The European Commission has said it "will have to evaluate" the report of the Expert Commission on water charges following its publication last night.

In its first response to the report, a spokesperson said that the commission had "made its position clear" in its official submission to the Expert Commission on Domestic Public Water Services.

The spokesperson said: "We will now have to evaluate the report, in light of the recommendations of the Expert Commission."

The statement added: "The Commission also notes that the Irish Parliamentary Committee established to examine the report will now start its work with a view to concluding by March of 2017."

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Brussels'submission to the Expert Commission came in the form of a letter from the European Commission's Directorate General for the Environment, which is included in the Appendix of yesterday's report.

That letter spells out that the commission believes that in order for Ireland to be compliant with EU law it must adhere to two principles: that the costs of supplying water are recovered from those who use it, and the "polluter pays" principle.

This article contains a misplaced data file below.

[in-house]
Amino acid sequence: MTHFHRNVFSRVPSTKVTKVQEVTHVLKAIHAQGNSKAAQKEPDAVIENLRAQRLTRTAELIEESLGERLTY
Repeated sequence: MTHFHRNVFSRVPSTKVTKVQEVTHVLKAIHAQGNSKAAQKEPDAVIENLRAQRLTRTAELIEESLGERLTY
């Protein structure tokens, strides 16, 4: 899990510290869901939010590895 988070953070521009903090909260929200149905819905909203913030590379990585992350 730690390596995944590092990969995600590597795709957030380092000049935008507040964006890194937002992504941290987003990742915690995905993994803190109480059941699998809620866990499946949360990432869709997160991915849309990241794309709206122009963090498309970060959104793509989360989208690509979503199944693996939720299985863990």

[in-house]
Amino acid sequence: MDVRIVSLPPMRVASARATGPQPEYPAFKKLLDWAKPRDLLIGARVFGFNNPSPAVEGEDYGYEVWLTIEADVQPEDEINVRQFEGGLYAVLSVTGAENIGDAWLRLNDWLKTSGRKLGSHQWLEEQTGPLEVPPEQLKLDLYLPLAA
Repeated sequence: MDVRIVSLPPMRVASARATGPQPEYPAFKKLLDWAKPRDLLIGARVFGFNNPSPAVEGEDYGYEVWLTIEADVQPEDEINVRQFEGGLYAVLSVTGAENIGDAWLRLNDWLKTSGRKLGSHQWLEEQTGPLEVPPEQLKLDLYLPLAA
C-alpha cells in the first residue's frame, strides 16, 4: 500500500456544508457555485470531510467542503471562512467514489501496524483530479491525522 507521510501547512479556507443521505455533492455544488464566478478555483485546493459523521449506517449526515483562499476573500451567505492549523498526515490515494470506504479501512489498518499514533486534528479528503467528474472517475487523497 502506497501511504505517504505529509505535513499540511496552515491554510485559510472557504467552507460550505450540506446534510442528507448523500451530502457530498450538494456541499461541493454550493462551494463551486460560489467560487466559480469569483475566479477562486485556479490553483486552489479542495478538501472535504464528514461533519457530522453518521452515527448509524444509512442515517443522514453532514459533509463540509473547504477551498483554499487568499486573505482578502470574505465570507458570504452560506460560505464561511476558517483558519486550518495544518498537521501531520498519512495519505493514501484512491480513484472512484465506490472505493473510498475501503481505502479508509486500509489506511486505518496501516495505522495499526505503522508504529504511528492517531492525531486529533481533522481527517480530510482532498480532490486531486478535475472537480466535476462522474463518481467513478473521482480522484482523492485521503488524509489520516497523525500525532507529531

The letter states that the "polluter pays" principle requires that consumers pay charges in return for safe drinking water at the tap and also that there be a proper waste water treatment infrastructure.

The submission went on to say that member states could have regard to the "social effects" of cost recovery.

Other member states which used water metering had dealt with the social effects issue through the use of special tariffs or credits for those households on the lowest income, the letter stated.

The submission also made it clear, however, that a member state could not "dis-apply" water charges once they had been instated.

In May, RTÉ News reported that the commission believed that Ireland no longer enjoyed an exemption from water charges under the Water Framework Directive as its "established practice" under the directive had been the use of water metering.

That report was later confirmed in a parliamentary reply from the EU Environment Commissioner Karmenu Vella to Independent MEP Marian Harkin.

Opponents of water charges have questioned the legal basis of the response by the commission to Ms Harkin.